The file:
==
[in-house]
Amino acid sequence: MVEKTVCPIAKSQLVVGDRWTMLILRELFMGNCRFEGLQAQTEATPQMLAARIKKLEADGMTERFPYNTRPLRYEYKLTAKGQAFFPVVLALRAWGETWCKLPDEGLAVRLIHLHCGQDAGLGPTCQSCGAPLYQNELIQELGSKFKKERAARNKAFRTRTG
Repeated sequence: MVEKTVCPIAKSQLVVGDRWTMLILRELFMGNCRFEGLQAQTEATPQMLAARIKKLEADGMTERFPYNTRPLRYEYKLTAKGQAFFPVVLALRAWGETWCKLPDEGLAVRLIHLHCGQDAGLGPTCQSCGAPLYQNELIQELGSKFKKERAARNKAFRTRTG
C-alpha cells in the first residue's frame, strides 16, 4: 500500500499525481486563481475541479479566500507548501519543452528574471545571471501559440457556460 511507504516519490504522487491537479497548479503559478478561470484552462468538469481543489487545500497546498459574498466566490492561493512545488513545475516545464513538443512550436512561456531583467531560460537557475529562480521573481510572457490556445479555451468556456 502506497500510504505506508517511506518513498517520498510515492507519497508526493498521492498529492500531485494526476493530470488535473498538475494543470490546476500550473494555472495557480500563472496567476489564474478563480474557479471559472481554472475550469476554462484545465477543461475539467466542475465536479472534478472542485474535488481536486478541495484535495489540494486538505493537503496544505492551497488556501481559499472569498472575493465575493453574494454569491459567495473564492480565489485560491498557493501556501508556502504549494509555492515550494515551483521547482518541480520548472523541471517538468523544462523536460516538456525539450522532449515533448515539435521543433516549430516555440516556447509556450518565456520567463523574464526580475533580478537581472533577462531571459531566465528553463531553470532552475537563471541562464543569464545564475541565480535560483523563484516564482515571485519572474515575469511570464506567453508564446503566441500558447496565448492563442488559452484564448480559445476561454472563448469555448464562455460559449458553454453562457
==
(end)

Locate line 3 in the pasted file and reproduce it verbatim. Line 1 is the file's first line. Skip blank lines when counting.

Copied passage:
Repeated sequence: MVEKTVCPIAKSQLVVGDRWTMLILRELFMGNCRFEGLQAQTEATPQMLAARIKKLEADGMTERFPYNTRPLRYEYKLTAKGQAFFPVVLALRAWGETWCKLPDEGLAVRLIHLHCGQDAGLGPTCQSCGAPLYQNELIQELGSKFKKERAARNKAFRTRTG